Culture hit

Turning Japanese

Japanese beer is having a moment.

Japanese beer is having a moment. Partly because of our ever-expanding interest in discovering and trying new beer styles, and partly because as a nation, at heart, we all still love a lager.

The global interest in all things hoppy out of Japan began in 1987 with the launch of Asahi Super Dry – the world’s first Karakuchi beer. Prior to that Asahi had commissioned a survey of 5000 beer drinkers in Tokyo and Osaka to find out what they wanted in a beer – sparked by changes in Japanese eating habits and a growing switch from beer to dry wines and sake. When a majority of survey responses came back expressing a desire for lighter, more refreshing beers which would match well with food, change was afoot. The launch reinvigorated the Japanese beer market, sparking what became known as the ‘’dry wars” as other brewers released their own Karakuchi varieties. It also caught the eye – or tastebuds – of the rest of the world.

It is now one of the fastest growing international premium beer varieties in this country. With a smooth, dry light-bodied taste, Asahi and some other Japanese beers here are larger in their flavour profile but a little less hoppy and malty than traditional European lagers. And that makes them good for matching with food, which, says Liquorland brand ambassador Joss Granger, is one of the reasons Kiwis have taken to Japanese beers likes ducks to water. “As food and wine/ beer matching is starting to gain more appreciation people are looking for beer styles that go well with foods.” It’s particularly worth trying Asahi with seafood or anything nice and spicy.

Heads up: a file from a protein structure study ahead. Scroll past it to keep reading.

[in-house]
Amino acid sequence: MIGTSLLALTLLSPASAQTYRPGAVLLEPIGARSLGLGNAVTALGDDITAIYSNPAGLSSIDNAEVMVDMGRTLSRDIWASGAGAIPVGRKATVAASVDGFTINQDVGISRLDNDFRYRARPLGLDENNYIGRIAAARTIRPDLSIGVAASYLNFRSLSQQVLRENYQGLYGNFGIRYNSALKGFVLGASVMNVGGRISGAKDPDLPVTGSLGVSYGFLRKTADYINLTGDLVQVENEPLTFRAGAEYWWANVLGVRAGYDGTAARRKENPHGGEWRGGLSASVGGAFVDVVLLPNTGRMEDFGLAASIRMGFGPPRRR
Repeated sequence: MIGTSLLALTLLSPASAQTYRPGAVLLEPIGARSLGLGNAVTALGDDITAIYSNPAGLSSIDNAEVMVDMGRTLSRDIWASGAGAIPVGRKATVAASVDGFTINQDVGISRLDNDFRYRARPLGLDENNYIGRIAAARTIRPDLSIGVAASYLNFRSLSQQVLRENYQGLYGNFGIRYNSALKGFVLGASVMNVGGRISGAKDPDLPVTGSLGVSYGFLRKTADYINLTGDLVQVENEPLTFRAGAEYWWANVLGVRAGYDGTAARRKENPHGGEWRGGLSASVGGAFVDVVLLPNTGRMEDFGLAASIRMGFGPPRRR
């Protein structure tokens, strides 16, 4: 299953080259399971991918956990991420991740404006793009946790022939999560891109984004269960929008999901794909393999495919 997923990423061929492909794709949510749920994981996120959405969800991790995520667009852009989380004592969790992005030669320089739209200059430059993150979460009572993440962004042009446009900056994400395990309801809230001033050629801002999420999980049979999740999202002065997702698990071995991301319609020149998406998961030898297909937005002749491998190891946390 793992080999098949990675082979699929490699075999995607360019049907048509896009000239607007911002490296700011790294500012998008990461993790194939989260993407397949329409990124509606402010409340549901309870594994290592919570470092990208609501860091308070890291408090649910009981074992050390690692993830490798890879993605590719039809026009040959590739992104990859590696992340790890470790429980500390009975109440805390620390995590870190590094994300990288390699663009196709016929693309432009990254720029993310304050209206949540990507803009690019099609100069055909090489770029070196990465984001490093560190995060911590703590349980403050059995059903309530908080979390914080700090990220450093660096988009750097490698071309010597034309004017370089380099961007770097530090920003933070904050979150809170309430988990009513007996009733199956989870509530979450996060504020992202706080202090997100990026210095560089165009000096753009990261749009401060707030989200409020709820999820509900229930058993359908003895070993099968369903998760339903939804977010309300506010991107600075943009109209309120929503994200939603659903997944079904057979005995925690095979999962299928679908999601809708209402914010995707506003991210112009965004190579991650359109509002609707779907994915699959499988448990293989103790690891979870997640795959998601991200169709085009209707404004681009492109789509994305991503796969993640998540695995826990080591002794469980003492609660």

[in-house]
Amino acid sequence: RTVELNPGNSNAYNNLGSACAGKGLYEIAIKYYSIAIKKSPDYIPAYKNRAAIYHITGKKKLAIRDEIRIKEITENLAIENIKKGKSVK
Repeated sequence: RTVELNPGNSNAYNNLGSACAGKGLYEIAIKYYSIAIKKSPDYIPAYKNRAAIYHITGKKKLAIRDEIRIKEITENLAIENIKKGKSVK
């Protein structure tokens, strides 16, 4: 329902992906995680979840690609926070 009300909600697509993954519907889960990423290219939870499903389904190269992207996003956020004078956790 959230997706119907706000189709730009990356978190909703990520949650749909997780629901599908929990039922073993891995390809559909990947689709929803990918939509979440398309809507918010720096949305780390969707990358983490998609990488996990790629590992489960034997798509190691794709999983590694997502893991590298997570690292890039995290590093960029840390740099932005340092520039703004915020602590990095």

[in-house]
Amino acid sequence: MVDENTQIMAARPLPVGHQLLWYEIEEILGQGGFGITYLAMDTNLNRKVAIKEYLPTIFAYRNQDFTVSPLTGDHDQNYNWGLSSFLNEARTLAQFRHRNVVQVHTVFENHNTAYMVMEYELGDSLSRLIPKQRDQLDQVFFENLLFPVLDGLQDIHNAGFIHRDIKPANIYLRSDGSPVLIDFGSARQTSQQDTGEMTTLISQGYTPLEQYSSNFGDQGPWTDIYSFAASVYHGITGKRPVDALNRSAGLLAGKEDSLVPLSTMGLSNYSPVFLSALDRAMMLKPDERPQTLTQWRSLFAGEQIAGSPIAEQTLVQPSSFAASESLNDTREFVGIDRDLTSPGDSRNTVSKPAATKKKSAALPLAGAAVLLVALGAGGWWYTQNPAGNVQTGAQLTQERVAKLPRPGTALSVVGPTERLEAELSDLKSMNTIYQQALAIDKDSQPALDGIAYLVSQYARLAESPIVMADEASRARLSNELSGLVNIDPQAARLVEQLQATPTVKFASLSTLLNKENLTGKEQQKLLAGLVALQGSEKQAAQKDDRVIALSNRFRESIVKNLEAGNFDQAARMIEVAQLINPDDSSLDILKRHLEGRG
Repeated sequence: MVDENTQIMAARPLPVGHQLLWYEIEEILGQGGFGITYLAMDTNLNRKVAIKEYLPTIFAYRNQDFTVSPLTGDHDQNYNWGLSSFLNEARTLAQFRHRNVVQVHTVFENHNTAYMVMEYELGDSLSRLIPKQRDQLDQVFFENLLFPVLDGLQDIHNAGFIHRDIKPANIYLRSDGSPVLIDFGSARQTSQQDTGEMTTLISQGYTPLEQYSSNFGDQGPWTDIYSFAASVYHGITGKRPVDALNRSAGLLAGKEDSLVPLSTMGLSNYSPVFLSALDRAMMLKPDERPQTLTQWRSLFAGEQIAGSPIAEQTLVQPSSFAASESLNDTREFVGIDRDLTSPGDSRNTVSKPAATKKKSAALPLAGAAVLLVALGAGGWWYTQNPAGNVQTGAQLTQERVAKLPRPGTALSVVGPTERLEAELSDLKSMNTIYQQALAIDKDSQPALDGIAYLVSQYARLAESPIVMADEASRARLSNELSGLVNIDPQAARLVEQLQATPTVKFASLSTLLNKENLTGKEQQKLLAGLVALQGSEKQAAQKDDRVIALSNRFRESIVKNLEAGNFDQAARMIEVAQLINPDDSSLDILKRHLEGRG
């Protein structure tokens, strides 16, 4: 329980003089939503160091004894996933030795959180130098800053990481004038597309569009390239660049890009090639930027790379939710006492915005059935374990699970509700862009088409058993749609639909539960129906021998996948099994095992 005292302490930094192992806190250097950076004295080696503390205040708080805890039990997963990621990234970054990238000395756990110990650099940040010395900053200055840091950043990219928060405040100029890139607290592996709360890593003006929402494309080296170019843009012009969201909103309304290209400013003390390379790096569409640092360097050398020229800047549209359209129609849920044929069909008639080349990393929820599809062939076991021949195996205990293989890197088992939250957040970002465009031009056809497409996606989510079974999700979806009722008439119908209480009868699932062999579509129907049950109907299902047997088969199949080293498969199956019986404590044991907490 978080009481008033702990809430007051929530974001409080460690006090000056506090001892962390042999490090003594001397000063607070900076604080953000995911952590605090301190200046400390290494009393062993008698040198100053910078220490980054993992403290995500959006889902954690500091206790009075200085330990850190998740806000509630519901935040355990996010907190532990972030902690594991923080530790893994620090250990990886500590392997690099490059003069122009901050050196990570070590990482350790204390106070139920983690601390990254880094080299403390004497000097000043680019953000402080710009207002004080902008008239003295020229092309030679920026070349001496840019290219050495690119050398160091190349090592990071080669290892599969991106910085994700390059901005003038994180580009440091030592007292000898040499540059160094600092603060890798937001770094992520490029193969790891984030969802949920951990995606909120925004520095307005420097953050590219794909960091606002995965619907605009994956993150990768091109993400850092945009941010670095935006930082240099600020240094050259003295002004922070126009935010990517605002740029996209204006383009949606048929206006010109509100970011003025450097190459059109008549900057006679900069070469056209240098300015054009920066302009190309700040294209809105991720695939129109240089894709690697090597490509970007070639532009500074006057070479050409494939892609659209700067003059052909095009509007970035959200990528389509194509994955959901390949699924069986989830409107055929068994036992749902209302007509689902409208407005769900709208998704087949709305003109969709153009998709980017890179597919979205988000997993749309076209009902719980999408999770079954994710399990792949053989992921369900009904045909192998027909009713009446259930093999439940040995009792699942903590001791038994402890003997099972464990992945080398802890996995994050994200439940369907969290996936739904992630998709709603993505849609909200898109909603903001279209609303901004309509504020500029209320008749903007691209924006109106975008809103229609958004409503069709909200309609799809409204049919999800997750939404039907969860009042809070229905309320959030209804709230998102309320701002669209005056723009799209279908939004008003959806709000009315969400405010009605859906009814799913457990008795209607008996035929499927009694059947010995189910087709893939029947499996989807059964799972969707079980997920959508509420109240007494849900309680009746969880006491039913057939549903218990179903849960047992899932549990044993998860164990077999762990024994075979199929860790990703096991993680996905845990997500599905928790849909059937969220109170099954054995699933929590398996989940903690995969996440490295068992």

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Asahi is the most popular Japanese beer sold through Liquorland; other varieties stocked in some stores include Kirin, and Sapporo. Joss Granger also predicts the arrival of more varieties in the New Zealand market with Japanese beer brand Suntory’s recent purchase of Beam Global. 

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